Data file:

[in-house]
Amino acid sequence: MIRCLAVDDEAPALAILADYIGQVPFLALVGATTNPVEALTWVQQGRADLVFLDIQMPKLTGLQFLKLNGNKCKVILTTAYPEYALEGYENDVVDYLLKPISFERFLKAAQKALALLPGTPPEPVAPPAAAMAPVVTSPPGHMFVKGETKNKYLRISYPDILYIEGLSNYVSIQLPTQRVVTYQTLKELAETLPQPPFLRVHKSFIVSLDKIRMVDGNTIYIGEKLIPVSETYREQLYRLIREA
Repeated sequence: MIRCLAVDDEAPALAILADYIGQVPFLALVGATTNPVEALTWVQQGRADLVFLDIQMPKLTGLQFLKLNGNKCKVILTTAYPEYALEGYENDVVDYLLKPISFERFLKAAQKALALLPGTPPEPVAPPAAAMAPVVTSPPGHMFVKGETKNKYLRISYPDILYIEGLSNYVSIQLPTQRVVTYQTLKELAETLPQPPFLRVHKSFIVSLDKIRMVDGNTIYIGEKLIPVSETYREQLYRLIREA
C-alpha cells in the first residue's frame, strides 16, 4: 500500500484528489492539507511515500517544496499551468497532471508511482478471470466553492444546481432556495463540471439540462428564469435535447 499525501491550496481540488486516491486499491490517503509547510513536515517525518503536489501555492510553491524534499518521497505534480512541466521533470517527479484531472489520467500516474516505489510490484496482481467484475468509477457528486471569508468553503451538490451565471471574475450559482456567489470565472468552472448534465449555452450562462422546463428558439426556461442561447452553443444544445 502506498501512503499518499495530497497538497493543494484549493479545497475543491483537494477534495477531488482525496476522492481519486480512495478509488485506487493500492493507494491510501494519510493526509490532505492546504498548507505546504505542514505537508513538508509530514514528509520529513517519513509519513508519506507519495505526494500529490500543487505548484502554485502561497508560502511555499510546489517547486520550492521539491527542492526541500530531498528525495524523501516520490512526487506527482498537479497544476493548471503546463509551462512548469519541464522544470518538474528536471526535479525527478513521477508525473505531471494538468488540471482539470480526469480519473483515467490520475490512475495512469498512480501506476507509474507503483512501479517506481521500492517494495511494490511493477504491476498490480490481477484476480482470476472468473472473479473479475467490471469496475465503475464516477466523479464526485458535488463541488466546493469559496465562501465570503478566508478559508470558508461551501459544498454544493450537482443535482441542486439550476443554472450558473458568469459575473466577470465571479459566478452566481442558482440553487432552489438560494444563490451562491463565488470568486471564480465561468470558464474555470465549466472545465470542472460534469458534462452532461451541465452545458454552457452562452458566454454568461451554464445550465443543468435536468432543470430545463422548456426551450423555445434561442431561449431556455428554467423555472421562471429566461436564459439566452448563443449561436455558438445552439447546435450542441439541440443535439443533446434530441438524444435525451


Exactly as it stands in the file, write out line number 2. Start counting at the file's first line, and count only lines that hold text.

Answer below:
Amino acid sequence: MIRCLAVDDEAPALAILADYIGQVPFLALVGATTNPVEALTWVQQGRADLVFLDIQMPKLTGLQFLKLNGNKCKVILTTAYPEYALEGYENDVVDYLLKPISFERFLKAAQKALALLPGTPPEPVAPPAAAMAPVVTSPPGHMFVKGETKNKYLRISYPDILYIEGLSNYVSIQLPTQRVVTYQTLKELAETLPQPPFLRVHKSFIVSLDKIRMVDGNTIYIGEKLIPVSETYREQLYRLIREA